How Fitting is Your Fit? Part Two: Pants Fit Continued

In Part One of our fitting series, I covered probably more than you wanted to know about pant length. Length is the easiest alteration to contend with. What about the real fit of the pant ~ the waist, seat, and crotch? Have you ever had a problem with the length of the crotch?

Again, I’ll discuss general rules because there are as many exceptions and personal preferences as there are rules when it comes to fit. The crotch or the rise is probably the most difficult part of the pant to fit. If the length of the rise is too long, you get that extra “pooch” in the front. If the length is too short, you get…well, you know, what they call the toe of a certain desert animal…ahem. Needless to say, it’s not pretty.

If the crotch is too long, it can be corrected by an experienced tailor. If it’s too short, it’s not as easy so I don’t recommend buying the pant. There are corrections that can be made if it’s a favorite article of clothing that you just can’t give up even though you’ve put on a few pounds.

Otherwise, most other fit issues can be corrected easily: waist can be taken in and can be let out, as much as 2 inches sometimes. The hips can be shaped but can only be let out about 1 ½ inches at the most. Just remember that if you are buying the pant, alteration costs have to be added to the price of the pant. If you find a great bargain in a pant that is two sizes too big, the cost of the alterations makes your bargain not as great, but it’s always better than paying full price and then paying for alterations.

One of the main exceptions to these rules is jeans. As all of us women know, jeans are the single-most difficult garment to fit correctly except for maybe a bra. For one, it’s a very close fitting garment, which means there are always little “tweaks” that need to be made. Also, we have high expectations for jeans. We, especially women, want to look awesome in our jeans so we are probably a little more particular about the fit.

When trying on jeans in the dressing room, first check the crotch length (see above). If that is fitting well, you are on the right track. If not, take them back to the rack. There are ways of correcting the fit of the crotch but it’s so expensive, it’s not, in my humble opinion, worth it. And it will just make your tailor grumpy.

If you have the “gappy-thing-in-the-back-of-the-waistband”, that can be fixed. It’s not cheap because jeans are made from heavy denim which requires a sewing machine with a heavy duty motor plus there is top-stitching that has to be removed, matched and properly replaced . That is an alteration best left to the professionals but do keep the cost in mind when buying the jeans.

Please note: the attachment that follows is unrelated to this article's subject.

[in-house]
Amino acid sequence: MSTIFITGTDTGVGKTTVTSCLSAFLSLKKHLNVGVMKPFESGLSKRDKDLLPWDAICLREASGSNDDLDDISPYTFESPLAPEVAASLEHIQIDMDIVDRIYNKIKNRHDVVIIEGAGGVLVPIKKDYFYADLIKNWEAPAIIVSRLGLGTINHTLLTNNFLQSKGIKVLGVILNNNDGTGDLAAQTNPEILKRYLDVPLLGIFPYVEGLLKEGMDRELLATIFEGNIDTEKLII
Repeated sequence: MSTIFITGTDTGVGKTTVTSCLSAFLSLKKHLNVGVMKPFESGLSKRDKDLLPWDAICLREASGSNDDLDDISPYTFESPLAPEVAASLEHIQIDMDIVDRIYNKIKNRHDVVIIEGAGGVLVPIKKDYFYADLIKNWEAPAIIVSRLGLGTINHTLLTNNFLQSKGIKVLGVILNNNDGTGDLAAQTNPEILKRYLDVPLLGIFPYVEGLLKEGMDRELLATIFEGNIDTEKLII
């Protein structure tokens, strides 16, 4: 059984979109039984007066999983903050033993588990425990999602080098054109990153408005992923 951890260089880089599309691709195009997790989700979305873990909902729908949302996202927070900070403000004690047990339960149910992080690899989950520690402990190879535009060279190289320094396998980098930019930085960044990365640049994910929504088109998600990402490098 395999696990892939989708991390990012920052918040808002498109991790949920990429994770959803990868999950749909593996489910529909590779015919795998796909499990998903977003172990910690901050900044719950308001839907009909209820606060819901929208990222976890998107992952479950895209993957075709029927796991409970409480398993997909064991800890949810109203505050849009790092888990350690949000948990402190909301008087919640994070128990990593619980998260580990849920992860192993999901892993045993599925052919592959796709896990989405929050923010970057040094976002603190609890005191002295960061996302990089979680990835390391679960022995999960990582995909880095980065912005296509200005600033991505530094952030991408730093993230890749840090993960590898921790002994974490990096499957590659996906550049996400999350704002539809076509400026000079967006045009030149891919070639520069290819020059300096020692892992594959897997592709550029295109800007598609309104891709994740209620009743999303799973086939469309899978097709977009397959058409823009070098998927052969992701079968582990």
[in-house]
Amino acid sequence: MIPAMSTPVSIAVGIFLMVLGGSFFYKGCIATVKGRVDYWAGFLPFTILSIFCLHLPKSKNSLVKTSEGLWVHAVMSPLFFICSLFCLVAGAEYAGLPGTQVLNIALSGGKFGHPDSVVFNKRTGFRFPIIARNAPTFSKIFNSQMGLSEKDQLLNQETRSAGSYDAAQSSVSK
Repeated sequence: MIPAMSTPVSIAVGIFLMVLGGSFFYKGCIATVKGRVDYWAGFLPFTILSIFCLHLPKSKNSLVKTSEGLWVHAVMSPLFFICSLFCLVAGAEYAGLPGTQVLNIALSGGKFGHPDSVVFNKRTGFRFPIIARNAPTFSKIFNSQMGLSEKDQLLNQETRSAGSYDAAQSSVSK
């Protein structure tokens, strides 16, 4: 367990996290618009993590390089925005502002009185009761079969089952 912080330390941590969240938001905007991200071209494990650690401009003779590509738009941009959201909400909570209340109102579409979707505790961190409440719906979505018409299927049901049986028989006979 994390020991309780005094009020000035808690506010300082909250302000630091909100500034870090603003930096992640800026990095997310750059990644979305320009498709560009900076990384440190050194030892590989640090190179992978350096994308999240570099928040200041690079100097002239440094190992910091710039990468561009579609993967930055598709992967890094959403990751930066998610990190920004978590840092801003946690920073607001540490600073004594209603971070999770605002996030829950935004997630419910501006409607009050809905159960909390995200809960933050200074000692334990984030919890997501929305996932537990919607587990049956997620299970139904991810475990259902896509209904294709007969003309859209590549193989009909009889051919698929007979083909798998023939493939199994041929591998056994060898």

Last but not least, you must check the butt. That is why we wear jeans: because they should make our derriere’s look fabulous! The denim is a strong fabric that sucks us in like a girdle, smoothing out all the lumps and bumps, and if properly fitting, should give our butts some lift and shape. Jeans can be taken in, although it is expensive, but they can not be let out. I have never seen a jean with seam allowances that can be let out. Plus the seams leave a mark especially in the distressed denim. So if the pant is so tight you can’t breathe or sit down, again, take them back to the rack.

Remember if you are not sure about how to alter a pant, please get professional advice. Most tailors will be glad to check the fit with you and advise you about what alterations can be done and which pants you should just return.

Barbara Stone is the owner of Barbara Stone Designs, a full-service tailoring and dressmaking business at 5200 Churn Creek Road, Suite P, Redding, CA, 96002. She can be reached at (530) 222-1340 or

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Barbara Stone

Barbara Stone is the owner of Barbara Stone Designs, a full-service tailoring and dressmaking business at 5200 Churn Creek Road, Suite P, Redding, CA, 96002. She can be reached at (530) 222-1340 or